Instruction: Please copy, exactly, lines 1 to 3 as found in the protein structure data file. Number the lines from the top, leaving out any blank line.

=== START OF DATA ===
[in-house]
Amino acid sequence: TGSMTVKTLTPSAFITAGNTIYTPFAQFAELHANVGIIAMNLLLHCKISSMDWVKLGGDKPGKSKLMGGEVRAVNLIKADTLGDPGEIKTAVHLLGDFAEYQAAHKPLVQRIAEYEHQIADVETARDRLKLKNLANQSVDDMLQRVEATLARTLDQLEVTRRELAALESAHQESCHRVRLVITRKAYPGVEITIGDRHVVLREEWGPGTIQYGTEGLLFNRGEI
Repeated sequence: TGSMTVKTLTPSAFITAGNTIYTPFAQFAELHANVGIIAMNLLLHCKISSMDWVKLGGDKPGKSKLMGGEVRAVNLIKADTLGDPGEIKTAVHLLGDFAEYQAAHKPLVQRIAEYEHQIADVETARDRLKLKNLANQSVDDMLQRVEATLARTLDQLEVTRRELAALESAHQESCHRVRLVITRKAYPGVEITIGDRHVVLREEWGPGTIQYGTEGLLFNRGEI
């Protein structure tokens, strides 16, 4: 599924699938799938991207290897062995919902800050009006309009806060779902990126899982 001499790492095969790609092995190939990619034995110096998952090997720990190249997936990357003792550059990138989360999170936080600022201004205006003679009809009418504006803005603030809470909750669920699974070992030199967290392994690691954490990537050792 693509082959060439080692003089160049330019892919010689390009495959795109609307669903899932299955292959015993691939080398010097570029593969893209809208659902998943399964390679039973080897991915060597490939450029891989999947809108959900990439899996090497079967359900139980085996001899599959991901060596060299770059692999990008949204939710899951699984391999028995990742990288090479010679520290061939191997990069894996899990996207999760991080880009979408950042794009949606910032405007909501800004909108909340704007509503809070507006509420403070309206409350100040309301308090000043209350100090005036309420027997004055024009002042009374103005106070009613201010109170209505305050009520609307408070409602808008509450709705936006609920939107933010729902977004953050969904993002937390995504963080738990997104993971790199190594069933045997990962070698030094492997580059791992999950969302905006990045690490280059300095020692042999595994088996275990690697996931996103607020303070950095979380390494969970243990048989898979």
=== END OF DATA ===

[in-house]
Amino acid sequence: TGSMTVKTLTPSAFITAGNTIYTPFAQFAELHANVGIIAMNLLLHCKISSMDWVKLGGDKPGKSKLMGGEVRAVNLIKADTLGDPGEIKTAVHLLGDFAEYQAAHKPLVQRIAEYEHQIADVETARDRLKLKNLANQSVDDMLQRVEATLARTLDQLEVTRRELAALESAHQESCHRVRLVITRKAYPGVEITIGDRHVVLREEWGPGTIQYGTEGLLFNRGEI
Repeated sequence: TGSMTVKTLTPSAFITAGNTIYTPFAQFAELHANVGIIAMNLLLHCKISSMDWVKLGGDKPGKSKLMGGEVRAVNLIKADTLGDPGEIKTAVHLLGDFAEYQAAHKPLVQRIAEYEHQIADVETARDRLKLKNLANQSVDDMLQRVEATLARTLDQLEVTRRELAALESAHQESCHRVRLVITRKAYPGVEITIGDRHVVLREEWGPGTIQYGTEGLLFNRGEI